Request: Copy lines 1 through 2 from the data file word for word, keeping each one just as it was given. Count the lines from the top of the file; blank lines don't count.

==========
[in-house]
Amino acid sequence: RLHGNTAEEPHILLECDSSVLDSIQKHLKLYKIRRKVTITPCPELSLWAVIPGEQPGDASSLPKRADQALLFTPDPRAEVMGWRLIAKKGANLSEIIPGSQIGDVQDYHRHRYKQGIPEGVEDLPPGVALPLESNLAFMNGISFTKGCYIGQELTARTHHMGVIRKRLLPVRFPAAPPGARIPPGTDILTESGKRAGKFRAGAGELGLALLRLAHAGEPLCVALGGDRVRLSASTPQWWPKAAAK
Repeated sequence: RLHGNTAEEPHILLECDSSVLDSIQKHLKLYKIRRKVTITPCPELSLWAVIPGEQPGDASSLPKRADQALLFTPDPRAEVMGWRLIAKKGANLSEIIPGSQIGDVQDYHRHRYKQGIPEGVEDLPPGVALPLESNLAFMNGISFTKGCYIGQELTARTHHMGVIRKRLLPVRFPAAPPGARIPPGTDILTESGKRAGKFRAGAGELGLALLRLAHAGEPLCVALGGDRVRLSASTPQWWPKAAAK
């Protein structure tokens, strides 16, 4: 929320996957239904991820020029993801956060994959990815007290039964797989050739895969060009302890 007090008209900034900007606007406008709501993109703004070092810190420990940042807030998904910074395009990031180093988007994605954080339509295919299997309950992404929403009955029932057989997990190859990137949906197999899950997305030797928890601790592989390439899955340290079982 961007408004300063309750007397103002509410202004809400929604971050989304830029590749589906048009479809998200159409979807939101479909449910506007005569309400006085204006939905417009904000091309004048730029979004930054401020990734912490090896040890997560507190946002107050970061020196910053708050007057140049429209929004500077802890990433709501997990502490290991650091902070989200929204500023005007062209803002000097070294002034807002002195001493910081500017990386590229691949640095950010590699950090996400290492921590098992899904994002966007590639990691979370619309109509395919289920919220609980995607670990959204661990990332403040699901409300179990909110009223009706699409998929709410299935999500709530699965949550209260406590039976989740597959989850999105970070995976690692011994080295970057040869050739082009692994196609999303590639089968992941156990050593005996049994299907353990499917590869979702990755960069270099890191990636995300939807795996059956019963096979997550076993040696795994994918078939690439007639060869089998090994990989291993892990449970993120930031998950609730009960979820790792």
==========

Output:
[in-house]
Amino acid sequence: RLHGNTAEEPHILLECDSSVLDSIQKHLKLYKIRRKVTITPCPELSLWAVIPGEQPGDASSLPKRADQALLFTPDPRAEVMGWRLIAKKGANLSEIIPGSQIGDVQDYHRHRYKQGIPEGVEDLPPGVALPLESNLAFMNGISFTKGCYIGQELTARTHHMGVIRKRLLPVRFPAAPPGARIPPGTDILTESGKRAGKFRAGAGELGLALLRLAHAGEPLCVALGGDRVRLSASTPQWWPKAAAK